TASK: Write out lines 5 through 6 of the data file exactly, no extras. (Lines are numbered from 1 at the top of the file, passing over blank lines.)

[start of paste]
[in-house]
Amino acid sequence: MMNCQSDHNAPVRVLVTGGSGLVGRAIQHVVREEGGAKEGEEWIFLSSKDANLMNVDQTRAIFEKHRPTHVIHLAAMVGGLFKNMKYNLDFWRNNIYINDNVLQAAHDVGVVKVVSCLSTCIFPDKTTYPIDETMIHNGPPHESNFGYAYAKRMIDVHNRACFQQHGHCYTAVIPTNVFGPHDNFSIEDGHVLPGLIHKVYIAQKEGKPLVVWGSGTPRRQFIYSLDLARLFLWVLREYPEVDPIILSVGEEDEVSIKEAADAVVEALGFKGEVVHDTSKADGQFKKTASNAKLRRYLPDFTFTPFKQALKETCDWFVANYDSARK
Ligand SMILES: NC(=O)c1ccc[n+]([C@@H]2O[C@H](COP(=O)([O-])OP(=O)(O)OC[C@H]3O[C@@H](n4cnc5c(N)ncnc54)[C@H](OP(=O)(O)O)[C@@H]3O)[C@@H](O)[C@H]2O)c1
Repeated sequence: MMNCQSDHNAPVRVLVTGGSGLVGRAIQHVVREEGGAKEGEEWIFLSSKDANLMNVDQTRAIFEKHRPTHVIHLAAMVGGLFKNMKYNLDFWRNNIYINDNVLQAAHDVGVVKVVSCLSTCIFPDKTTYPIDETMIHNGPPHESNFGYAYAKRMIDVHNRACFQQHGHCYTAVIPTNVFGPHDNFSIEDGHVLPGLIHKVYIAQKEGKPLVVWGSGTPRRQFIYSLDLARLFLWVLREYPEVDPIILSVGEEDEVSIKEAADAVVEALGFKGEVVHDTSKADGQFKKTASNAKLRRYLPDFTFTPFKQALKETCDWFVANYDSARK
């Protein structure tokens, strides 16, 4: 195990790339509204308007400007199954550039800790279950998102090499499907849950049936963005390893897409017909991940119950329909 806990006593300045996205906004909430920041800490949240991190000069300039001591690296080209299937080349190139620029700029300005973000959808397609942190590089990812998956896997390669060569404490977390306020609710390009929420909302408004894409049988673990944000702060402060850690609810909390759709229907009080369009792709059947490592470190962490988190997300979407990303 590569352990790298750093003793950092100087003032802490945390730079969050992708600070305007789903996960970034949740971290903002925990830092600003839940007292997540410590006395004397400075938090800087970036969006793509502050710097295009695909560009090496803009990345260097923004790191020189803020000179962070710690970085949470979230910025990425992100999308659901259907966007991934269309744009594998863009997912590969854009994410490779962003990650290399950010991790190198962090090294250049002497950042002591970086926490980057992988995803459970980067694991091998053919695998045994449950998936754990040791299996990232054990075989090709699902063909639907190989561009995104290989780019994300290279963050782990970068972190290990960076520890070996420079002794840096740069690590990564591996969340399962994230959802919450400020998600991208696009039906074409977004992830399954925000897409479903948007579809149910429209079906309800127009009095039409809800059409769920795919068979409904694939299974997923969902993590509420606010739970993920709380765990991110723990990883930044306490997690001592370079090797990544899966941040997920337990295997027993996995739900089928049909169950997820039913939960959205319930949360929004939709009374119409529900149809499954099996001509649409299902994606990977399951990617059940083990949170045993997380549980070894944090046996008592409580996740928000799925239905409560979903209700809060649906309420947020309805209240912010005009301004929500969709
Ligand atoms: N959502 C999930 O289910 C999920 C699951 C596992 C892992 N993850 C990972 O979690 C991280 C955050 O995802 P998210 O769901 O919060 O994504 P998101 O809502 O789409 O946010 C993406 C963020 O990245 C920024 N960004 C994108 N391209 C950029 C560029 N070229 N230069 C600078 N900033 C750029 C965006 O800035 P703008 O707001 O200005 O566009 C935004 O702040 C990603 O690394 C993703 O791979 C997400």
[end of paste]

């Protein structure tokens, strides 16, 4: 195990790339509204308007400007199954550039800790279950998102090499499907849950049936963005390893897409017909991940119950329909 806990006593300045996205906004909430920041800490949240991190000069300039001591690296080209299937080349190139620029700029300005973000959808397609942190590089990812998956896997390669060569404490977390306020609710390009929420909302408004894409049988673990944000702060402060850690609810909390759709229907009080369009792709059947490592470190962490988190997300979407990303 590569352990790298750093003793950092100087003032802490945390730079969050992708600070305007789903996960970034949740971290903002925990830092600003839940007292997540410590006395004397400075938090800087970036969006793509502050710097295009695909560009090496803009990345260097923004790191020189803020000179962070710690970085949470979230910025990425992100999308659901259907966007991934269309744009594998863009997912590969854009994410490779962003990650290399950010991790190198962090090294250049002497950042002591970086926490980057992988995803459970980067694991091998053919695998045994449950998936754990040791299996990232054990075989090709699902063909639907190989561009995104290989780019994300290279963050782990970068972190290990960076520890070996420079002794840096740069690590990564591996969340399962994230959802919450400020998600991208696009039906074409977004992830399954925000897409479903948007579809149910429209079906309800127009009095039409809800059409769920795919068979409904694939299974997923969902993590509420606010739970993920709380765990991110723990990883930044306490997690001592370079090797990544899966941040997920337990295997027993996995739900089928049909169950997820039913939960959205319930949360929004939709009374119409529900149809499954099996001509649409299902994606990977399951990617059940083990949170045993997380549980070894944090046996008592409580996740928000799925239905409560979903209700809060649906309420947020309805209240912010005009301004929500969709
Ligand atoms: N959502 C999930 O289910 C999920 C699951 C596992 C892992 N993850 C990972 O979690 C991280 C955050 O995802 P998210 O769901 O919060 O994504 P998101 O809502 O789409 O946010 C993406 C963020 O990245 C920024 N960004 C994108 N391209 C950029 C560029 N070229 N230069 C600078 N900033 C750029 C965006 O800035 P703008 O707001 O200005 O566009 C935004 O702040 C990603 O690394 C993703 O791979 C997400």